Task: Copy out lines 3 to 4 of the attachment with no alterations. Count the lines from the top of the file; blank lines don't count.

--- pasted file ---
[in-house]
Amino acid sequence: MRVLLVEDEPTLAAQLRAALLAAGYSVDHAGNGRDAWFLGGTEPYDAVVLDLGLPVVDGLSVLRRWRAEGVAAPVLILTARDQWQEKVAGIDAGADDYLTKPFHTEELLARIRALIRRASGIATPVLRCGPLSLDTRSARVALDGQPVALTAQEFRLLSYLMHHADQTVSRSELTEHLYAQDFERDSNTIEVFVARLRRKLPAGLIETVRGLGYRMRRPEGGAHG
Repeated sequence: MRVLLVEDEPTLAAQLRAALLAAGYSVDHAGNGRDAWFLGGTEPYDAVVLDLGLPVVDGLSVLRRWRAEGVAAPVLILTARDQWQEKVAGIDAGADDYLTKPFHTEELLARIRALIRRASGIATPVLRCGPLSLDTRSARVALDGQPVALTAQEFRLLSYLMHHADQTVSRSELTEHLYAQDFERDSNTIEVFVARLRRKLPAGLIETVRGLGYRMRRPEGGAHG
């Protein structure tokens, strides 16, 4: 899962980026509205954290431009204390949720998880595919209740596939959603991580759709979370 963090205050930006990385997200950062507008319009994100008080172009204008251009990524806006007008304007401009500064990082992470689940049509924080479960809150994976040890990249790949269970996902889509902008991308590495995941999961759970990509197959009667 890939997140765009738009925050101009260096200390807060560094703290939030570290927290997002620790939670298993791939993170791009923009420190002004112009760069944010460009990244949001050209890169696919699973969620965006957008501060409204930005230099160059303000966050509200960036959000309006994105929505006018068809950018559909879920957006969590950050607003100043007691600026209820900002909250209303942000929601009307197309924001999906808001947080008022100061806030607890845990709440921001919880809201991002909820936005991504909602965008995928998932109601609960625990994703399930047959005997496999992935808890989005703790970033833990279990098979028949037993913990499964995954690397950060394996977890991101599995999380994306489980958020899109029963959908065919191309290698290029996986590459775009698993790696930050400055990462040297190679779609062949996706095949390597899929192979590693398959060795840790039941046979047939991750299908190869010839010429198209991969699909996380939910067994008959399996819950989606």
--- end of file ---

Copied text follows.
Repeated sequence: MRVLLVEDEPTLAAQLRAALLAAGYSVDHAGNGRDAWFLGGTEPYDAVVLDLGLPVVDGLSVLRRWRAEGVAAPVLILTARDQWQEKVAGIDAGADDYLTKPFHTEELLARIRALIRRASGIATPVLRCGPLSLDTRSARVALDGQPVALTAQEFRLLSYLMHHADQTVSRSELTEHLYAQDFERDSNTIEVFVARLRRKLPAGLIETVRGLGYRMRRPEGGAHG
């Protein structure tokens, strides 16, 4: 899962980026509205954290431009204390949720998880595919209740596939959603991580759709979370 963090205050930006990385997200950062507008319009994100008080172009204008251009990524806006007008304007401009500064990082992470689940049509924080479960809150994976040890990249790949269970996902889509902008991308590495995941999961759970990509197959009667 890939997140765009738009925050101009260096200390807060560094703290939030570290927290997002620790939670298993791939993170791009923009420190002004112009760069944010460009990244949001050209890169696919699973969620965006957008501060409204930005230099160059303000966050509200960036959000309006994105929505006018068809950018559909879920957006969590950050607003100043007691600026209820900002909250209303942000929601009307197309924001999906808001947080008022100061806030607890845990709440921001919880809201991002909820936005991504909602965008995928998932109601609960625990994703399930047959005997496999992935808890989005703790970033833990279990098979028949037993913990499964995954690397950060394996977890991101599995999380994306489980958020899109029963959908065919191309290698290029996986590459775009698993790696930050400055990462040297190679779609062949996706095949390597899929192979590693398959060795840790039941046979047939991750299908190869010839010429198209991969699909996380939910067994008959399996819950989606």